The year 2020 was, to put it mildly, a bit different than what we're used to. In the face of a global pandemic traveling was not such an easy endeavor. Many people, including myself, had to abandon or at least adapt their travel plans to the unpredictable conditions.
In the middle of summer after months of lockdown and self-isolation I was looking for a destination relatively close to my home (I definitely didn't want to fly this year) interesting landscapes / cities and of course what everyone craves in a holiday destination in 2020 - low infection numbers.
After a very brief research period, I learned that Poland had exactly those perks to offer and especially after learning that wild bison roamed the easternmost part of the country I was definitely sold on the idea (more on that in the second part of this series). In this article series I'd like to share some impressions of a country that is not (yet) a big tourist destination but probably will be in the coming decades.
The first stop of my trip was actually not in Poland, but on the Slovakian side of the Tatras mountains which separate the two countries.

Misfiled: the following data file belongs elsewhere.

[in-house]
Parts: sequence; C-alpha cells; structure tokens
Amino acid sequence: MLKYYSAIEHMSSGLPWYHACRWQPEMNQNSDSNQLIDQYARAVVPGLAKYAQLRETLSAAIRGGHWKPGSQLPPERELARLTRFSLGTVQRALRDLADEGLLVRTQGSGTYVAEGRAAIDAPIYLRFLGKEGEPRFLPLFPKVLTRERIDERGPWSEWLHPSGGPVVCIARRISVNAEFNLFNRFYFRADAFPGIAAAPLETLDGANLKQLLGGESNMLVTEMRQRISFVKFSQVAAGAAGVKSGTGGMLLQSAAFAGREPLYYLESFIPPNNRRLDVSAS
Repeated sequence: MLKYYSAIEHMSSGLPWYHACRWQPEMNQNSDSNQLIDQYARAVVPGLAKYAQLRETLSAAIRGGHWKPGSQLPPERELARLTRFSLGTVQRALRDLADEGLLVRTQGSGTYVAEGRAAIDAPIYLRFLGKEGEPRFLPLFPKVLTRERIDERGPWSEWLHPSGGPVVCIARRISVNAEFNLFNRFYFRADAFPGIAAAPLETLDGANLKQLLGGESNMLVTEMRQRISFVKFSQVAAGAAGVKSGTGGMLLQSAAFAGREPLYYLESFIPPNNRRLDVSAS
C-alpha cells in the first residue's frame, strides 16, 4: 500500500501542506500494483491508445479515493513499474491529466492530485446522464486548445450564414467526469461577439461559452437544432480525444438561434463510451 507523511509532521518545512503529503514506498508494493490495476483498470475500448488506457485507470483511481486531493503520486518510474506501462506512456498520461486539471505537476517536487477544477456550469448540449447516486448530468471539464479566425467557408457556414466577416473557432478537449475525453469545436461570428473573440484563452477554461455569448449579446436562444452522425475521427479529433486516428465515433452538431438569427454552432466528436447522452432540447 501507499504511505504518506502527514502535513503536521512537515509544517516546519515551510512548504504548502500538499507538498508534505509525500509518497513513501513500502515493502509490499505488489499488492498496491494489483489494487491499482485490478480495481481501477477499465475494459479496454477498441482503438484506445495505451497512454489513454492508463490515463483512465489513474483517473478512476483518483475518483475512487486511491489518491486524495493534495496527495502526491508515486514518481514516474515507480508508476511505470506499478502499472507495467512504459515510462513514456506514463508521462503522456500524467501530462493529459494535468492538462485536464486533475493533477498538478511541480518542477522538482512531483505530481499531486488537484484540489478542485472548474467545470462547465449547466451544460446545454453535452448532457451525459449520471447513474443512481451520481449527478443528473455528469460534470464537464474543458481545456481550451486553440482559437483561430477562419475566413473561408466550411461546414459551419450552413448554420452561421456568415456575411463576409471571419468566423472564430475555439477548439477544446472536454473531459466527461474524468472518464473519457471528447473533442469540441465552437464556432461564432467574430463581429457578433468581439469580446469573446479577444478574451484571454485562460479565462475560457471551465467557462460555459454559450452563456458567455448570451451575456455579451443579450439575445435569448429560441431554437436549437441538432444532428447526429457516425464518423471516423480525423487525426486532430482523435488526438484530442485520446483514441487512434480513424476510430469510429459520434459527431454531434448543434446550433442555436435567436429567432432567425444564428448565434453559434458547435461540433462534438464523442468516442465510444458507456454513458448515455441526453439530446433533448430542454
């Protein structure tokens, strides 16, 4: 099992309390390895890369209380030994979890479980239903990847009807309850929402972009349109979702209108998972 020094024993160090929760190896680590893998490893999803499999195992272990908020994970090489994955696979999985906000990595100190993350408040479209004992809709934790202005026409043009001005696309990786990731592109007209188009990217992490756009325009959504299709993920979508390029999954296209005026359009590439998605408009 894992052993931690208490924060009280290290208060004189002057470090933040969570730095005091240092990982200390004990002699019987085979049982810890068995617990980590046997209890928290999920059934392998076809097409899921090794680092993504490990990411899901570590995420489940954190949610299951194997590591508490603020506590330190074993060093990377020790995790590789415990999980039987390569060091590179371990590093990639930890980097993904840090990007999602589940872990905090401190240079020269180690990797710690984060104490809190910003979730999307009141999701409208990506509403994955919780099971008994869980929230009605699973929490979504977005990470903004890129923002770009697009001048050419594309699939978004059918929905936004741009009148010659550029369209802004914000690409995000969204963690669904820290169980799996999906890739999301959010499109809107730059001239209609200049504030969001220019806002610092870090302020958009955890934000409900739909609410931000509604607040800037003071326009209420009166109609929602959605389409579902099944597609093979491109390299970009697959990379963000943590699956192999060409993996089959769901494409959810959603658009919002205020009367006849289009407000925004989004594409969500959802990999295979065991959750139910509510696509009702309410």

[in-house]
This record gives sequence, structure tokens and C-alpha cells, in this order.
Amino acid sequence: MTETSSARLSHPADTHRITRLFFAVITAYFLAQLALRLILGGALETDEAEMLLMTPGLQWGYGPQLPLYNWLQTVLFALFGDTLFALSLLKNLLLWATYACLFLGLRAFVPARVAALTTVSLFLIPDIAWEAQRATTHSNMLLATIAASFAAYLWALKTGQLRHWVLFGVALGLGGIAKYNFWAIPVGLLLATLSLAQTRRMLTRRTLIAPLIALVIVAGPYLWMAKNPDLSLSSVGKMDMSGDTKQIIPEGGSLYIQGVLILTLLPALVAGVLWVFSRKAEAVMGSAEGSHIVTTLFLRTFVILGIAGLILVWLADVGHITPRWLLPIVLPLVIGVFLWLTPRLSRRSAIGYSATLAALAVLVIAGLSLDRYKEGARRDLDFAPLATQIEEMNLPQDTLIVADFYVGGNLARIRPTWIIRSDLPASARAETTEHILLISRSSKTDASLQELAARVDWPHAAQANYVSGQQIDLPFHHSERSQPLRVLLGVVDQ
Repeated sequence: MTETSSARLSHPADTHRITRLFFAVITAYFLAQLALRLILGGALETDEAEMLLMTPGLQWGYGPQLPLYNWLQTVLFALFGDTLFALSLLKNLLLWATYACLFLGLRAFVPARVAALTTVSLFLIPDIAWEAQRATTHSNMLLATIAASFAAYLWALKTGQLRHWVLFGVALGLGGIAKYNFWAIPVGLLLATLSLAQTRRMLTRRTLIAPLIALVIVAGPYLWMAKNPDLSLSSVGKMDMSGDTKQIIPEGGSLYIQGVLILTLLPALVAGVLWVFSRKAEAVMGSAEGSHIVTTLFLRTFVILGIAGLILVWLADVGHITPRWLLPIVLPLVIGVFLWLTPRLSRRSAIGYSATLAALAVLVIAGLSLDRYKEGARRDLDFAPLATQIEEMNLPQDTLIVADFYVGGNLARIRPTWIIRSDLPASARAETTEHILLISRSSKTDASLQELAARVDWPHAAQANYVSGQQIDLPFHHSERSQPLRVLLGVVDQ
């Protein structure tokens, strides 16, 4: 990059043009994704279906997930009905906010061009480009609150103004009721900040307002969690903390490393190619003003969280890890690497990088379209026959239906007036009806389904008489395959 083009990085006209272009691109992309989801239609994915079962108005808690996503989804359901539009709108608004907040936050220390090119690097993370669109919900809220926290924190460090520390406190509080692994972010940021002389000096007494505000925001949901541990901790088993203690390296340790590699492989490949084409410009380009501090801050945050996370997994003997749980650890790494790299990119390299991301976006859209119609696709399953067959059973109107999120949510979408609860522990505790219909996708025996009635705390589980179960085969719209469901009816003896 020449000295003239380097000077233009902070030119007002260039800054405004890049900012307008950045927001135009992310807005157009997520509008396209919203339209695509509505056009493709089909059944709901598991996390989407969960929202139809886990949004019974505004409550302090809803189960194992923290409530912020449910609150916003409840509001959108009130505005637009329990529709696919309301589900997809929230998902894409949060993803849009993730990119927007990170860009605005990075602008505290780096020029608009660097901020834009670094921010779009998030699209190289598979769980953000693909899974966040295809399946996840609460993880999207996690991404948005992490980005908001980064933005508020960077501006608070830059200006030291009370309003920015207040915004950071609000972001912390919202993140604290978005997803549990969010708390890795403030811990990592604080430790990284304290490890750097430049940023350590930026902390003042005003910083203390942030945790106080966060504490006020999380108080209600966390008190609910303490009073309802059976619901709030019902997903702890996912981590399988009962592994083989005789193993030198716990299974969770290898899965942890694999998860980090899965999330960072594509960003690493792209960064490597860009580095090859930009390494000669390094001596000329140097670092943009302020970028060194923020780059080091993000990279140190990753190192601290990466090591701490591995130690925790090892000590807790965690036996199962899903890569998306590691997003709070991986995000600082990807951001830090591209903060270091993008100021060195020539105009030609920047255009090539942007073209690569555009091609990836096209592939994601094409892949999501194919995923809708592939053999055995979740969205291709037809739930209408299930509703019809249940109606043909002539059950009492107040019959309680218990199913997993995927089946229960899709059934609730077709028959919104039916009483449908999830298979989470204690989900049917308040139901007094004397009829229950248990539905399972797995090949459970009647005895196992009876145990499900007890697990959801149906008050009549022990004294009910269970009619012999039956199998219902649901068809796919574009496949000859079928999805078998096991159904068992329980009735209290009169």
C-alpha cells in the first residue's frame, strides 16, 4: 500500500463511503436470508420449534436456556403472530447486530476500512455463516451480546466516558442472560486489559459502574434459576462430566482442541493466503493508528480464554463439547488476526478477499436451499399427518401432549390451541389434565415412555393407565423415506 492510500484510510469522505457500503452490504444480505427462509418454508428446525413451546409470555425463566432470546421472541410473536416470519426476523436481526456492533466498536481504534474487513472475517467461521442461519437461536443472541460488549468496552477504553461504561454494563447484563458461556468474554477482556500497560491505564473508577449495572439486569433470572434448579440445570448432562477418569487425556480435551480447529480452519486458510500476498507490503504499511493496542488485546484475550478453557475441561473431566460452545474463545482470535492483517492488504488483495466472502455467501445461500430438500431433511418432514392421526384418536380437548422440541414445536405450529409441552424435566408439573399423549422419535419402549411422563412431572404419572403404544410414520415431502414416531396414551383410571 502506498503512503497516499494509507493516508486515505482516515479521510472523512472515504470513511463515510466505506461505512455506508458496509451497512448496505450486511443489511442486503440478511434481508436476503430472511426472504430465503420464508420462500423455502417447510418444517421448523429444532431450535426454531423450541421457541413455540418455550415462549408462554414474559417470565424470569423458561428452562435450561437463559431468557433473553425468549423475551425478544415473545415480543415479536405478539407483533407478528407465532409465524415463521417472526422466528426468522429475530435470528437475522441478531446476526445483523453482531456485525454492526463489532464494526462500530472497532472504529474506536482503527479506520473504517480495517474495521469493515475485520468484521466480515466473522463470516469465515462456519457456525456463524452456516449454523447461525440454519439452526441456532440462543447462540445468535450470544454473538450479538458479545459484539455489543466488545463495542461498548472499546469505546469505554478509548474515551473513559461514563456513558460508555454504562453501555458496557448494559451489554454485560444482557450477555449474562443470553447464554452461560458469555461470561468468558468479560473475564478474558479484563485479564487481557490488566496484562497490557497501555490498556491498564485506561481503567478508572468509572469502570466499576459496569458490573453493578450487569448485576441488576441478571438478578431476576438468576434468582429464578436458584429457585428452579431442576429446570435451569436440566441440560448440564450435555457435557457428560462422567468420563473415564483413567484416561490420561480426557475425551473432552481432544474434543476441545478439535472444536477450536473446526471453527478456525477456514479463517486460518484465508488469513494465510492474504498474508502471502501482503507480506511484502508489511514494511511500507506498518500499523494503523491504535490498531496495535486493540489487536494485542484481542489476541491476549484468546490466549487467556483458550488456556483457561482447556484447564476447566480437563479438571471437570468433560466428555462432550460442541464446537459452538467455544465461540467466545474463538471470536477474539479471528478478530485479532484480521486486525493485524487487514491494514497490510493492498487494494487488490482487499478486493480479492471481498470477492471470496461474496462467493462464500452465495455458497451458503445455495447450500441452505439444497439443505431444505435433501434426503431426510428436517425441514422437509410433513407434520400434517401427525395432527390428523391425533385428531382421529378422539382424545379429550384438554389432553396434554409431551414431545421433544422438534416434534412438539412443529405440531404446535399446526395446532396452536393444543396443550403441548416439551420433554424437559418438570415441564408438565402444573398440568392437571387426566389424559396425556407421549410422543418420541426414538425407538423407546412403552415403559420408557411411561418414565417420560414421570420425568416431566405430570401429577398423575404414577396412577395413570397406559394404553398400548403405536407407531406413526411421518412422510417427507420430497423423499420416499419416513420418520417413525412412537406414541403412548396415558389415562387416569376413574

Bieszczady National Park
Bieszczady National Park is situated all the way in the southeast of the country, right at the border of Ukraine and Slovakia in the hills of the eastern Carpathians. The sparsely populated area is home to several endangered species and some truly unique landscapes.
Cities: Krakow, Zamosc and Wroclaw
To switch things up a bit, I'd like to show some cityscapes of the towns that are located in the area of this first part of the trip.
Although I found Krakow to be a very beautiful city, I couldn't really find many interesting viewpoints for photos. It is quite flat and the old town is also fairly small which quite limits the options for interesting photography.
The second part of this series is about the regions further to the north with a main focus on the extraordinary Białowieża Forest - the last piece of remaining primeval forest in Europe.